Symphony
APOLLO'S FIRE LIGHTS UP VIVALDI'S FOUR SEASONS IN WEILL
by Terry McNeill
Saturday, October 30, 2021
Long ago the Canadian violin virtuoso Gil Shaham played a program in Weill Hall of solo Bach, with a visual backdrop of slowly developing visuals, such as a pokey flower opening over four minutes. The Bach was sensational, and some in the audience liked the photos but many found them disconcerting,
RECITAL REVIEW

Laura Magnani Playing Schubert Sept. 11 at Spring Lake Village

ECLECTIC DRAMATIC PROGRAMING IN SPRING LAKE VILLAGE RECITAL

by Terry McNeill
Wednesday, September 11, 2019

Marin-based pianist Laura Magnani combined piquant remarks to an audience of 100 Sept. 11 with dramatic music making in a recital at Spring Lake Village’s Montgomery Center.

Ms. Magnani’s eclectic programming in past SLV recitals continued, beginning with three sonatas by her Italian compatriot Scarlatti, this evening the C Major (K. 159), D Minor (L. 366) and the A Major (K. 113).
Her comments from the stage juxtaposed harpsichord technique (the instrument the composer used) with the greater key weight and dip of the modern concert grand, and she proceeded to play each with deft use of the damper pedal, in one case holding it down lovingly through a beginning phrase.

Tempos in each were on the fast side and her cross hand and skip techniques made each come alive, with beguiling legato in the wonderful A Major. There were novel interpretative touches in each, and she arpeggiated the last Sonata’s final chord, again with ample pedal.

Dramatic playing continued with Schubert’s Drei Klavierstücke, D. 946, three pieces written in the composer’s last year and that have become rightly popular. Seeming extensions from the Op. 94 Moments Musicaux, the E-Flat Minor and the C Major received readings that favored a vigorous sound over tonal beauty. The exception was the lyrical E-Flat Major, a slow waltz in character that Ms. Magnani played with bass pedal points and themes with sentiment but never sentimentality.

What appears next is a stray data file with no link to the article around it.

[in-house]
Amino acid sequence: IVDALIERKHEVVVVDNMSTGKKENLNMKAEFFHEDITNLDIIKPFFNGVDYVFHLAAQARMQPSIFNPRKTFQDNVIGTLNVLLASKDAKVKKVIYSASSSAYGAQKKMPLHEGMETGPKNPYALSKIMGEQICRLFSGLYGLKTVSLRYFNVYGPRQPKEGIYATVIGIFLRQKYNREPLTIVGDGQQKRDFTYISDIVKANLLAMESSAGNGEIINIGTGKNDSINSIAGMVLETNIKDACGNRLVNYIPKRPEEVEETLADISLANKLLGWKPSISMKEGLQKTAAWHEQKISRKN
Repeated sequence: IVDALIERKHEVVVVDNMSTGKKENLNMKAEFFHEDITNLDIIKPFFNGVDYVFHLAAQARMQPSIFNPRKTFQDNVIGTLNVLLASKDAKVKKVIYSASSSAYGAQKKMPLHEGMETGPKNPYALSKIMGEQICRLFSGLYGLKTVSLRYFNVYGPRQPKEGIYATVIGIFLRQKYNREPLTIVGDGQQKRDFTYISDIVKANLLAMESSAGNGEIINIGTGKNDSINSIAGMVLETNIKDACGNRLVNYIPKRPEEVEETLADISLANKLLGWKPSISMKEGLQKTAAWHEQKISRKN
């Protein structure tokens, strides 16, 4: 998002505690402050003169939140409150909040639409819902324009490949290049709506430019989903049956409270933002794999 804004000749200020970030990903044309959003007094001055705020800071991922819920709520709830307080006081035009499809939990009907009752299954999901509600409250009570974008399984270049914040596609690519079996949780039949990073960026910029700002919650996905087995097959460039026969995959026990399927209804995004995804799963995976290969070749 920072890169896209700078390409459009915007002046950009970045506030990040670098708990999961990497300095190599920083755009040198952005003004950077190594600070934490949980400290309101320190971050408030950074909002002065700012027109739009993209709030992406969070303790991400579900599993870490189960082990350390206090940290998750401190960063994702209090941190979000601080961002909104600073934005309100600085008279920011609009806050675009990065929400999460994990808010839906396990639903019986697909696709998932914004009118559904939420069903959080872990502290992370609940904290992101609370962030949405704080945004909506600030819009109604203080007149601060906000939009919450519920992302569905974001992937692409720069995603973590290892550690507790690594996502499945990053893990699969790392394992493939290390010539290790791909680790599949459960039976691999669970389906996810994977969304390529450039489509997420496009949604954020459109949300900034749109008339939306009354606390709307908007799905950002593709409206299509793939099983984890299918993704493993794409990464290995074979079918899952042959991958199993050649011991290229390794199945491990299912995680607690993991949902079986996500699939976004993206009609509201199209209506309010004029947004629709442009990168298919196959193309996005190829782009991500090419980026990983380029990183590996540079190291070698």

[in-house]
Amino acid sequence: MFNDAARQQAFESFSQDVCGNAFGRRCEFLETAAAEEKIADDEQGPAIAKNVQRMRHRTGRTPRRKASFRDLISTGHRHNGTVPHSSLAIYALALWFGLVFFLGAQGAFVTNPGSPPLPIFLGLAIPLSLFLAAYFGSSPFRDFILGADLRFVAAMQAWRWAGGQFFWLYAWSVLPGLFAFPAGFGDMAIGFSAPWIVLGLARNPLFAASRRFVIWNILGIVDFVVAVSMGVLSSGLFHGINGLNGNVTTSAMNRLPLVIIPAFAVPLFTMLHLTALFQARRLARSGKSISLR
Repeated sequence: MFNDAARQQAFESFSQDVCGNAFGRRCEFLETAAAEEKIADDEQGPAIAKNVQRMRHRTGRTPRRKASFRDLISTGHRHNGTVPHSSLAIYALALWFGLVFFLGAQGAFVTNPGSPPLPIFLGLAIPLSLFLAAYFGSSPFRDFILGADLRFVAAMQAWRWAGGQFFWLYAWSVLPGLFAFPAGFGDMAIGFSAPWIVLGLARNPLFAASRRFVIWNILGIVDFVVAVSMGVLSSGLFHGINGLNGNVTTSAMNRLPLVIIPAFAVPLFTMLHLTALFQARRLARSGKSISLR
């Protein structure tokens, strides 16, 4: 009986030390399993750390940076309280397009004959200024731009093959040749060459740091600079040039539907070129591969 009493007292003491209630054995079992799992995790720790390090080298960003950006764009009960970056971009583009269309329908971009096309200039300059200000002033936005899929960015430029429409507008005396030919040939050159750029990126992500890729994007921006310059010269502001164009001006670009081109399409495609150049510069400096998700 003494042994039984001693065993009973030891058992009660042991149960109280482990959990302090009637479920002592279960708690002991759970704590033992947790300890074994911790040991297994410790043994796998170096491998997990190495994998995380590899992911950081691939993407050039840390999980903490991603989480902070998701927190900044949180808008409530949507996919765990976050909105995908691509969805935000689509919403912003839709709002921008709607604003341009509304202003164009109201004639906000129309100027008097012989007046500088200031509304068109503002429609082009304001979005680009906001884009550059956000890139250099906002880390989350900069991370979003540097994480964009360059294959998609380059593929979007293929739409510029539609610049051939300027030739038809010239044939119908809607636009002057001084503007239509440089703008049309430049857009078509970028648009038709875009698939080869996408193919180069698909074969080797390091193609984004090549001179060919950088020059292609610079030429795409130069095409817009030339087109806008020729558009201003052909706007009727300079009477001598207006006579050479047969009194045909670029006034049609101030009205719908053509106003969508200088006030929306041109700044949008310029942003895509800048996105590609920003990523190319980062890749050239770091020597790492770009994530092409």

Gershwin’s Three Preludes (1934) followed, the allegro ben ritmato e deciso’s craggy rhythms having orchestral playing, the opposite of Ms. Magnani’s “hot house” interpretation of the short andante with jazzy blues qualities. The offbeat dissonances were effective.

The recital ended with Prokofiev’s energetic Second Sonata, Op. 14, and in her verbal introduction the pianist described it as having disturbing neuroticism and novel bi-tonality sections. It has become a specialty piece for Ms. Magnani, and the highlight of this concert. The hall’s bright acoustics and powerful piano produced a big sound, and the pianist was in each of the four movements up to the demands of the work written in 1912.

Muscular sforzando playing was heard in the brilliant scherzo movement, full of ideas and some of the recital’s best playing. The dirge-like andante was intensely played, even atmospheric at places, with the odd sound of “bells” blaring. The vivace had the requisite histrionic mood, a virtuosic perpetual motion tarantella performance that was clearly allied with the composer’s percussive Toccata from the same year as the D Minor Sonata

One could speculate that the often acerbic and demanding Sonata might find a tepid response from SLV residents, but the opposite was true with a standing ovation recognizing the artist’s potent and convincing pianism.

No encore formal was offered, though the pianist later played sections of Chopin’s Fantasie Impromptu for admirers that gathered around the piano.